Sen. Bob Corker: Trump Can Legally Run His Company From The Oval Office
For months, Republicans have tried (and failed) to convince voters that Donald Trump’s questionable business deals are ‘normal.’ Now, Tennessee senator Bob Corker (R) is suggesting that Trump can run his companies from the Oval Office.
During an interview with The Daily Beast, Corker said: “The president isn’t required to give up his or her financial dealings when they enter the Oval Office.”
Senior government officials in the Executive Branch are barred from participating in any matter that has a financial benefit for the official or the official’s immediate family. But the same rules that restrain doesn’t apply to the president.
“I just realized myself last night that it didn’t apply,” Corker added.
Both Trump and Clinton would bring potential conflicts of interest to the Oval Office if elected: a large international corporate empire and a global foundation, respectively. And there’s no law that requires them not to engage in self-dealing—something that even senior lawmakers are unaware of.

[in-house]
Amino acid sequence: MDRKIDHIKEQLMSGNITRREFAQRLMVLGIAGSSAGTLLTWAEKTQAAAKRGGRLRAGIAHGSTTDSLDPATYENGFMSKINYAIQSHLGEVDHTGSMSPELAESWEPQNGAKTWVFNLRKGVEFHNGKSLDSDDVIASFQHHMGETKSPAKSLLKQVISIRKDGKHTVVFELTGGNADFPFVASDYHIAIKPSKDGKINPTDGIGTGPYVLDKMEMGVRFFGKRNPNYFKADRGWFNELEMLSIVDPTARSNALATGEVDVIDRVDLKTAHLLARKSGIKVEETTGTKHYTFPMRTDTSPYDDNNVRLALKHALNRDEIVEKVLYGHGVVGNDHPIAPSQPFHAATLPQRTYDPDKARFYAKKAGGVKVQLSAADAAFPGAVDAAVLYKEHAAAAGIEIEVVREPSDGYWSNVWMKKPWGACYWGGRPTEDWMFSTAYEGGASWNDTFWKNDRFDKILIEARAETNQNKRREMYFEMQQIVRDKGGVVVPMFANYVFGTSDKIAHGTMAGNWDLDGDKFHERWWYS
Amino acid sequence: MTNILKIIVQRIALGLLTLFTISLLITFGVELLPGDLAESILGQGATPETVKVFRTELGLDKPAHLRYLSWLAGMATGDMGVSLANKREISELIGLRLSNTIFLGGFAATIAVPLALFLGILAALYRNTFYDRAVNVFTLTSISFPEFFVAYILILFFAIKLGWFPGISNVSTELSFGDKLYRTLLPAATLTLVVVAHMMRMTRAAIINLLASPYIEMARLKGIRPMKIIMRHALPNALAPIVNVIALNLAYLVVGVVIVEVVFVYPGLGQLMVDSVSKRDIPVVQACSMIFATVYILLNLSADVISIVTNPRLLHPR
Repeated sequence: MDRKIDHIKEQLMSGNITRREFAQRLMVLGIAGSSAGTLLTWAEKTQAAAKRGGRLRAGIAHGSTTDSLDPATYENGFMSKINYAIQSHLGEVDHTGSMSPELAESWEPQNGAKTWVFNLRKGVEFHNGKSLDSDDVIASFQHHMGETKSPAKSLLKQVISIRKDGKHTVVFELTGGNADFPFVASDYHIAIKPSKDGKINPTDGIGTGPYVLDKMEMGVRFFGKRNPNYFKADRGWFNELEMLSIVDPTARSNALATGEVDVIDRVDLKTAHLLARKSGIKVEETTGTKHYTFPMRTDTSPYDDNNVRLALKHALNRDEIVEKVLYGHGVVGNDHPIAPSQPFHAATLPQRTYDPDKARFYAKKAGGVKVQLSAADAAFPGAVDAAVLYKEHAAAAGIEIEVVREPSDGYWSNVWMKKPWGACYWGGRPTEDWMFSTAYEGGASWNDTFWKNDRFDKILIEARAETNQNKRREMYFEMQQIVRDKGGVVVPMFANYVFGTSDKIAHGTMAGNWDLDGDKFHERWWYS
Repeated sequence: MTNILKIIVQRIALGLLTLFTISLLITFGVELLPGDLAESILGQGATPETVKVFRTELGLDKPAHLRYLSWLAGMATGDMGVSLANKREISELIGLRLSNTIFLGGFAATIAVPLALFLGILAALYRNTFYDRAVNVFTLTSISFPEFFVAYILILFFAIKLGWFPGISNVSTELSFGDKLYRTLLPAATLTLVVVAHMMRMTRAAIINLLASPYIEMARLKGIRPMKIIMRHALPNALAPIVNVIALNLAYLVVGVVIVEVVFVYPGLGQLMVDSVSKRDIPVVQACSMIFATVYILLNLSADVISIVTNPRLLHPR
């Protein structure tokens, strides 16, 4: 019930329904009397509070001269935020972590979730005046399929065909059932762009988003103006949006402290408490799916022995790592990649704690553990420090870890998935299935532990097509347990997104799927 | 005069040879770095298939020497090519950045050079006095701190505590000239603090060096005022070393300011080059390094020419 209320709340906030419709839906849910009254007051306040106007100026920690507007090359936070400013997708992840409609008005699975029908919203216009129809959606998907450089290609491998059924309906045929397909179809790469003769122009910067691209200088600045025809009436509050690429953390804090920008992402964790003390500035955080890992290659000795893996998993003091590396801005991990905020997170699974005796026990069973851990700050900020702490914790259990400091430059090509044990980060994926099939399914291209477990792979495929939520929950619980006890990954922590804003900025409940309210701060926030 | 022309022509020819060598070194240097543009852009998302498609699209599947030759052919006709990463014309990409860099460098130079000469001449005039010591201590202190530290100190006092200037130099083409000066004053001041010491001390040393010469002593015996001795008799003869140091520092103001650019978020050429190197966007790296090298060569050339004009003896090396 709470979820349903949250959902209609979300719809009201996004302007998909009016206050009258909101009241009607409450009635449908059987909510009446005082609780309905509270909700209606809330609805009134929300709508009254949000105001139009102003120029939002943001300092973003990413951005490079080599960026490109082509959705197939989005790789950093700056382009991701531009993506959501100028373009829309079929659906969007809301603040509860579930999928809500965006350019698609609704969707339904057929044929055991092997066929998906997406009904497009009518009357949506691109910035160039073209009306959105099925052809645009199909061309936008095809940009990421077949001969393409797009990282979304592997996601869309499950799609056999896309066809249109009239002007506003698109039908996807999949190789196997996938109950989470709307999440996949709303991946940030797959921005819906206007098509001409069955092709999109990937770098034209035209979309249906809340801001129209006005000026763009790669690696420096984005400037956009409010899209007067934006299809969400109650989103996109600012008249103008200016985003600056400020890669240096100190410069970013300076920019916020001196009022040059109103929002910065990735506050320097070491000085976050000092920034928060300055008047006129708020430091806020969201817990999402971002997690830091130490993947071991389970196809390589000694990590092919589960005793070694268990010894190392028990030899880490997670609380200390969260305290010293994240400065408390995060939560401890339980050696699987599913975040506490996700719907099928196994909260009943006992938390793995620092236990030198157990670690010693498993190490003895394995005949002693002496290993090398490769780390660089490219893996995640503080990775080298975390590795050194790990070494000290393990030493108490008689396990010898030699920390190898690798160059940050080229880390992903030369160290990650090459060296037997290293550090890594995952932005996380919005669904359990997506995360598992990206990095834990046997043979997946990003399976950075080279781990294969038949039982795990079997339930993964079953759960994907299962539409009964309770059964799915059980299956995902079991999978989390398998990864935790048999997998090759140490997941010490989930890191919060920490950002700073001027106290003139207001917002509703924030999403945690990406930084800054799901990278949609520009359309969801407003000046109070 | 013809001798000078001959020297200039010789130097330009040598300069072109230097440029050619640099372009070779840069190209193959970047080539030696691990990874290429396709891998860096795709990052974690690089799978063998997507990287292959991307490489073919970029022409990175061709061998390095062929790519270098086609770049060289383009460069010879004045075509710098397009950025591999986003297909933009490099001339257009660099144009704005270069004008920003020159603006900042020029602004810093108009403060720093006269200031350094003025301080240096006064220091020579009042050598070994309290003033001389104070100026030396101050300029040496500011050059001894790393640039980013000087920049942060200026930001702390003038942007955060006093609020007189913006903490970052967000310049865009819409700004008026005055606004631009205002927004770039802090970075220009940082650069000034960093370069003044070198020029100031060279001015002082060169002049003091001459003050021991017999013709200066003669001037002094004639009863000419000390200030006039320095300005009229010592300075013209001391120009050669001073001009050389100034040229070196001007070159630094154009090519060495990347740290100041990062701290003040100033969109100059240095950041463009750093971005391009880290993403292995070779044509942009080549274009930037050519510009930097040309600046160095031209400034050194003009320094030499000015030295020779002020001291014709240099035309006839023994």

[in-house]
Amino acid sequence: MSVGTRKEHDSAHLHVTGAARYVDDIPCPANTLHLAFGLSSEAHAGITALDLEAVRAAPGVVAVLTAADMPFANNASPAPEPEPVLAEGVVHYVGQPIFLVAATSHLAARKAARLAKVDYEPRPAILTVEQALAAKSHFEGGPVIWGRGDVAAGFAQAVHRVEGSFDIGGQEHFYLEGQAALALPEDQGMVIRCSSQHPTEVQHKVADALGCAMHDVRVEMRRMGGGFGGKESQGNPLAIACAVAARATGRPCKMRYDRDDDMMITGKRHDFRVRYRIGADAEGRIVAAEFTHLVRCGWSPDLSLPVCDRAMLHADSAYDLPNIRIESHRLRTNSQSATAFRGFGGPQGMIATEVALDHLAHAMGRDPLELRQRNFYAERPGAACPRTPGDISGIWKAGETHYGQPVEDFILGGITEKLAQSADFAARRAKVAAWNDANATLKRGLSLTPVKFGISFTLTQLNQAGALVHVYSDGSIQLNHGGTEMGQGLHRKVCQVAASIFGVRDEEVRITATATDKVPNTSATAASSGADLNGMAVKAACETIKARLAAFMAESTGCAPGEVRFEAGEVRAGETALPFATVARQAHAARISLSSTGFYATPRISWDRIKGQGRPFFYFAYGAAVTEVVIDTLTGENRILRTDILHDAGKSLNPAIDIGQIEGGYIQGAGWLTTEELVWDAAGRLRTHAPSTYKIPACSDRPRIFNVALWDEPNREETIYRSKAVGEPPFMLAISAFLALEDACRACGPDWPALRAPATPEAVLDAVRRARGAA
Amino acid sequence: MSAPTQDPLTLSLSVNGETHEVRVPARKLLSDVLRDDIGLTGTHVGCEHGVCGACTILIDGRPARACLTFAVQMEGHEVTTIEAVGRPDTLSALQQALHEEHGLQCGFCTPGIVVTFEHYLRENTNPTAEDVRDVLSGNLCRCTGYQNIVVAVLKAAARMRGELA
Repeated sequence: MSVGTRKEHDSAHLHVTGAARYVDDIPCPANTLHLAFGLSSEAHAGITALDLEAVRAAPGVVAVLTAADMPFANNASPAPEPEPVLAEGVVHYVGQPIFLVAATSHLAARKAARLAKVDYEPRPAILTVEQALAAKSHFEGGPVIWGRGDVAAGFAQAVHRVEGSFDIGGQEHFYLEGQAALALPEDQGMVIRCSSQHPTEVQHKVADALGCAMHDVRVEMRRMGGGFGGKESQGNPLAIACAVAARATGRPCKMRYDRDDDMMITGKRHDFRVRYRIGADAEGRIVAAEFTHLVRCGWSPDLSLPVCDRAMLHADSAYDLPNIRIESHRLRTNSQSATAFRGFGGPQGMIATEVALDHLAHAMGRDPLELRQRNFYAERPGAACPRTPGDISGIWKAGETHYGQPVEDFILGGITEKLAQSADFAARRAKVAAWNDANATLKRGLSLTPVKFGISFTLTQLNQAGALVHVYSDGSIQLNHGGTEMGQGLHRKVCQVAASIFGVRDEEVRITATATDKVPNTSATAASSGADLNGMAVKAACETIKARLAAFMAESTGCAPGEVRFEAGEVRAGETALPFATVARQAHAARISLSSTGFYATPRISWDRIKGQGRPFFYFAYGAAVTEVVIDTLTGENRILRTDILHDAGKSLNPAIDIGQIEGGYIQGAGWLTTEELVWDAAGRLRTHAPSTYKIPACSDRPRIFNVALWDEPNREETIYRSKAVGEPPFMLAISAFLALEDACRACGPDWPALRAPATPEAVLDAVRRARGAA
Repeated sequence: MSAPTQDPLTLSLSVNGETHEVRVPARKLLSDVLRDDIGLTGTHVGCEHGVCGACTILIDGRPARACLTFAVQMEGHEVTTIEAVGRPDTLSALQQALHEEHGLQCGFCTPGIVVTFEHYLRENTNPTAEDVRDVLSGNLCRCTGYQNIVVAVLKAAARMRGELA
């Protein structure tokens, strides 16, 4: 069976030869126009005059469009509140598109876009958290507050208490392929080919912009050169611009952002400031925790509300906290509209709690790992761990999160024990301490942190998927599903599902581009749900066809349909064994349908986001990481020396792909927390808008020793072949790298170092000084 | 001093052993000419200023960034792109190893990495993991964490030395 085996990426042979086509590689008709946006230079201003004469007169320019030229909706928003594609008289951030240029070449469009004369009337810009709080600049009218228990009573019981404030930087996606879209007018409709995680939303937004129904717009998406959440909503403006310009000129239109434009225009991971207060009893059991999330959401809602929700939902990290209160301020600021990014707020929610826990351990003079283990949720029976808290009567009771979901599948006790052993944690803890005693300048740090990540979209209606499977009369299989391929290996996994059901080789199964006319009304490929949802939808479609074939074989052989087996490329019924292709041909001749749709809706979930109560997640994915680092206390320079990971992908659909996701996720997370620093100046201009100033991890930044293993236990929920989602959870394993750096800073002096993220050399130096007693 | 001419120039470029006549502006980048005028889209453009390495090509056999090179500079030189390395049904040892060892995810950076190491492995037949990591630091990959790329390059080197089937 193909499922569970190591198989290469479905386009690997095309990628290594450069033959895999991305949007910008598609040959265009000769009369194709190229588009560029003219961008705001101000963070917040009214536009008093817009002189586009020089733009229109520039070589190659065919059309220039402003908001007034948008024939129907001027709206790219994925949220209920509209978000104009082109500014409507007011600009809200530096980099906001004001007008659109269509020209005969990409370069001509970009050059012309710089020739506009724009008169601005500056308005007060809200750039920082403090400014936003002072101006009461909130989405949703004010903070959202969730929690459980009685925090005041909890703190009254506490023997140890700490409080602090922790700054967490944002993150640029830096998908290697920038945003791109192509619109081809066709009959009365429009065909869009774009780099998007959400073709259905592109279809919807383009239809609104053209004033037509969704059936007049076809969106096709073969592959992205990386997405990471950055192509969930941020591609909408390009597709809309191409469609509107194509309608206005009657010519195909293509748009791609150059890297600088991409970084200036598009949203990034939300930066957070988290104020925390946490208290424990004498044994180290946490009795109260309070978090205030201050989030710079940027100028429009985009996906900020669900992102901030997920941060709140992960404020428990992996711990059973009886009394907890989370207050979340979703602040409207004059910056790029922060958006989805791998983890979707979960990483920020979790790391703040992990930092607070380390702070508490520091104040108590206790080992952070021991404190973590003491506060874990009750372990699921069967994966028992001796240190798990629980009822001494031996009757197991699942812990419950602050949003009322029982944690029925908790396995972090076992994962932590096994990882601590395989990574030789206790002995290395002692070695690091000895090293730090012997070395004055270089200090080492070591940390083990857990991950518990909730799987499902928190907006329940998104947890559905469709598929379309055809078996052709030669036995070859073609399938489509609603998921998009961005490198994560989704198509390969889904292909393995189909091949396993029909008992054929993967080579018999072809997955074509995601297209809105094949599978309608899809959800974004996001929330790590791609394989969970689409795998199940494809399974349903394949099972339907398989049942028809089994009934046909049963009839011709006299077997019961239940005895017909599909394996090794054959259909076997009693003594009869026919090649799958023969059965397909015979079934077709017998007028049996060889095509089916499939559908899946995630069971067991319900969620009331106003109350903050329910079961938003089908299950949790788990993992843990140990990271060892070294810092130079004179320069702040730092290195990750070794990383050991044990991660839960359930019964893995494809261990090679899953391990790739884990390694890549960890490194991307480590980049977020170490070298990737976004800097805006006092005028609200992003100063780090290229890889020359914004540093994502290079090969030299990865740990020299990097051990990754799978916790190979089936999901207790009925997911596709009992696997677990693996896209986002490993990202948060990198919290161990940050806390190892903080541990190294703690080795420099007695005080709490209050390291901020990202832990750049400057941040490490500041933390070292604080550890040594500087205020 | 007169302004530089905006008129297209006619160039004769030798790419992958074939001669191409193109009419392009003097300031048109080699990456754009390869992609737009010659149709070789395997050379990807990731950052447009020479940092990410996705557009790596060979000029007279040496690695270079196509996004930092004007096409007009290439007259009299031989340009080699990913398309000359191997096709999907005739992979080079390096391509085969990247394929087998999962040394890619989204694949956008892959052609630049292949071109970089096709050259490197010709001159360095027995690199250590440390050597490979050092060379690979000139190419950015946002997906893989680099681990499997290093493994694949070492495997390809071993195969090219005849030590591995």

But Trump’s conflict of interests as a businessman with international investments are a magnitude more complicated than Clinton’s Foundation.
The Clinton Foundation, to which the Clintons have donated millions of dollars, has spent years doing work that benefits people all across the globe.
The organization has helped over 400 million people in nearly 200 countries, whether by providing easier access to life-saving HIV/AIDS drugs or helping children in America have healthier food options at school. The Clintons, by the way, don’t make a single penny in profits from the group.
Trump business dealings, however, are attached to locations all around the world, and his daily decisions as president could impact his company’s financial prosperity.
“Trump is a very different beast. His holdings span the globe, with many holdings shared with other governmental officials and some invested in countries with which the U.S. does not have good relations. I have a hard time imagining how Trump could ease his many, many conflicts of interest,” said Craig Holman from the consumer rights group Public Citizen.
The feeling is widespread: Richard Painter, the White House ethics lawyer for George W. Bush, and Norman Eisen, who held the same position under Obama, joined together in a Washington Post op-ed Tuesday afternoon to declare that a Trump presidency would be “ethically compromised” due to his refusal to disclose tax returns or use a blind trust.
H/T: Daly Beast.